December 4, 1998

I was cruising along on Second Street in Berwick and all of a sudden I saw Charlie Savoie on a tall stepladder, painting his house. He has a lovely home that was originally the home of Mr. & Mrs. Weaton Bowman. It is built of solid cypress and is certainly a home to be proud of in many ways.

I stopped my car and Charlie got down off the ladder and chatted for about 20 minutes with me. Charlie said that he loved retirement, but that’s when everything you do is free labor. I said, “Charlie, you are so right, but keep painting a little every day and you will finally get your house painted.”

I remember when I painted my house. I started from the back, painting toward the front. By the time I got to the front, the back needed painting again. So you see, you can never finish what you start!

To keep a rooster from crowing on Monday morning – eat him for dinner on Sunday.

Charlene Landry, cashier at Cannata’s, gave me a photograph of two ladies who lived in Berwick in the early 1920s. They were two sisters and their names were Dimple and Chick Boudreaux. Last I heard, Chick was living in Metaireie. I plan to call her. I know she will love to hear something about Berwick. They were both beautiful girls.

At the Church Hall in Berwick, which serves as our funeral home, I was sitting on the back row when some of my old buddies come and sat with me. Right away we started talking about the “good old days.” There were Louis Tamporello, Donald Robicheaux, Denny Blance, Clarence Duplantis, Pee Wee Duplantis and Jimmy Manuel. I happened to glance in the back of us, and who was sitting there but Joe Hargrave! It looked like he was looking at Pee Wee Duplantis, who seemed to be the oldest in our group. So, Joe was certainly looking in the right direction.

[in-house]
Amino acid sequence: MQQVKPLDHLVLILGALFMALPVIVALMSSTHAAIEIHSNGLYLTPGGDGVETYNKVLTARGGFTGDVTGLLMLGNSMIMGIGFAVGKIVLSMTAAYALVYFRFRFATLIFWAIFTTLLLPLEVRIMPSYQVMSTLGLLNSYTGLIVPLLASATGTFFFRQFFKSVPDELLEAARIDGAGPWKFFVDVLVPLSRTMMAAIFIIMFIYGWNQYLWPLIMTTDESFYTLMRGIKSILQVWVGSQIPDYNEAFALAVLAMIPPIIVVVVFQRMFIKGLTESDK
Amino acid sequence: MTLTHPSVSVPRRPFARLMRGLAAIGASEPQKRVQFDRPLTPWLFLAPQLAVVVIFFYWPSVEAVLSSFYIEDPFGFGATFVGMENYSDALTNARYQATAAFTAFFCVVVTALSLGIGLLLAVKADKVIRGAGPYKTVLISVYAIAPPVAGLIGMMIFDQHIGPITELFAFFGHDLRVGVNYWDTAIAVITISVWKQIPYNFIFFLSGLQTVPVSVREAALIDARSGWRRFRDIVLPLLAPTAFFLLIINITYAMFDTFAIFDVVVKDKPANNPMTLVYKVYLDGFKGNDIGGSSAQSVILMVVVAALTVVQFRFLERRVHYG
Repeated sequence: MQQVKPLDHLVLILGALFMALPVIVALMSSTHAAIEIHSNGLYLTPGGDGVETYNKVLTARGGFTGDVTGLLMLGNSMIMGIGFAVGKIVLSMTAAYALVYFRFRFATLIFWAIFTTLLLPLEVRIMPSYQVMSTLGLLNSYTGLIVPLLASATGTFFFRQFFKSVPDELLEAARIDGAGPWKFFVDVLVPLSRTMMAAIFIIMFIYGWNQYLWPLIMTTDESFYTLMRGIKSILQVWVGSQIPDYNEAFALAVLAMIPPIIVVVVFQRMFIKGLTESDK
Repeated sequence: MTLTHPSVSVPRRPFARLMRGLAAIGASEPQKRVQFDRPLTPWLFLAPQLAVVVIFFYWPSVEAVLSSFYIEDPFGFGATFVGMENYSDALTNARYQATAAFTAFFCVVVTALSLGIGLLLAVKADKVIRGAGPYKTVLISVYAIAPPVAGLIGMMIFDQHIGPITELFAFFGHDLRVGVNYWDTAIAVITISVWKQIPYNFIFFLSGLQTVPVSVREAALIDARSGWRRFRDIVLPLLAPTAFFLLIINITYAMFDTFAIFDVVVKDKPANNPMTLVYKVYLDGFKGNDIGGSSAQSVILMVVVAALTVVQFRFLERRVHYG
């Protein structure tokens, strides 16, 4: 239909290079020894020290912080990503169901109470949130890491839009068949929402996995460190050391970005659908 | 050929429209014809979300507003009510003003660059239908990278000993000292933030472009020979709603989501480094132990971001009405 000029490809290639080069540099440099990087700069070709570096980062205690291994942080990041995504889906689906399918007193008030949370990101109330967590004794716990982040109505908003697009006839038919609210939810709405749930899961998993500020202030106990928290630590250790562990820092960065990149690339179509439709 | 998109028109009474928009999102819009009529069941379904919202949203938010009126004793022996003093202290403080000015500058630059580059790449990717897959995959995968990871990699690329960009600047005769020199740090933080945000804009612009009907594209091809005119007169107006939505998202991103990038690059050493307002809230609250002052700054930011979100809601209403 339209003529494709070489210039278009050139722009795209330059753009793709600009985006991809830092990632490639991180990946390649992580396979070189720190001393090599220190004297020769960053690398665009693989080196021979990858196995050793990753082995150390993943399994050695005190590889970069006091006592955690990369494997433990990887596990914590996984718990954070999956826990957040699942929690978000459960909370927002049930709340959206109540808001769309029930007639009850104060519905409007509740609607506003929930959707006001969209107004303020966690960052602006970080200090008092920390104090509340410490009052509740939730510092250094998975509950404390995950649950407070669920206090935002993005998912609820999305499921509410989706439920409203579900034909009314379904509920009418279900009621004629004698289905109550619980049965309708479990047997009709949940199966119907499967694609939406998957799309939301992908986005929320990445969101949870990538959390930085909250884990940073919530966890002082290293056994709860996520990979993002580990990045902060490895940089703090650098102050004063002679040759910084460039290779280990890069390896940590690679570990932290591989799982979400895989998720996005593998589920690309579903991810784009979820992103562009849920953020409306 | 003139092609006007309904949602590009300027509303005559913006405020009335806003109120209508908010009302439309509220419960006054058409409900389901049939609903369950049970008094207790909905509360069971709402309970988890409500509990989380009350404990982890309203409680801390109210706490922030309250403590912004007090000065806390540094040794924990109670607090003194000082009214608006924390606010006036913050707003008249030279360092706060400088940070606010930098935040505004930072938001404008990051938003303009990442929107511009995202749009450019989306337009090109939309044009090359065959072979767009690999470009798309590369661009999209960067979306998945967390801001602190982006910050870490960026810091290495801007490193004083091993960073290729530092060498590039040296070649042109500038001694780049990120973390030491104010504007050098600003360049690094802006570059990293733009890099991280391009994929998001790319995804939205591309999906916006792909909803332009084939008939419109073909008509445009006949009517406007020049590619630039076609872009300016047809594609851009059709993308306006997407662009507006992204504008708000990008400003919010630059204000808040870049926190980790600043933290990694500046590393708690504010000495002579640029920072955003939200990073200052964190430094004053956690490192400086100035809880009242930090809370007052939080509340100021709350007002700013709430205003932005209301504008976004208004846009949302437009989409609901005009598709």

Fanny Vidos called me to tell me how much she enjoys my writings in The Daily Review. She says she really misses writing “Facts and Fancies,” the name of her column that she wrote for The Review for so many good years. But she said that in writing the column, this gave her an opportunity to meet and talk to so many people; and she misses the communications she had with so many throughout the area. I know what she means because there isn’t a day that goes by that I don’t get at least 10 or 15 phone calls telling me about my articles. It keeps you in touch with everybody. Everywhere I go, people tell me how much they enjoy my column. They even call me Hemingway, or Jonathan Swift, or even Steve Shirley.

My wife and I attended the 20th anniversary of the Berwick Knights of Columbus. it was really nice. Elmer Galloway did a beautiful job in introducing the oldest members and the members who had done so much for the Berwick Knights of Columbus. Elmer said something nice about each member who received a plaque. And he also had red in his eyes, with sorrow, as he expressed condolences and memories of those members who had passed away.

After all the ceremonies and talks, someone yelled: “It’s time to eat – ladies first.” Well, for a moment when they said “ladies first,” I thought I was on the Titanic. The food was delicious – done by our cook, Onsteen Richard and others. I enjoyed myself tremendously and am looking forward to our 50th anniversary in the year 2048.

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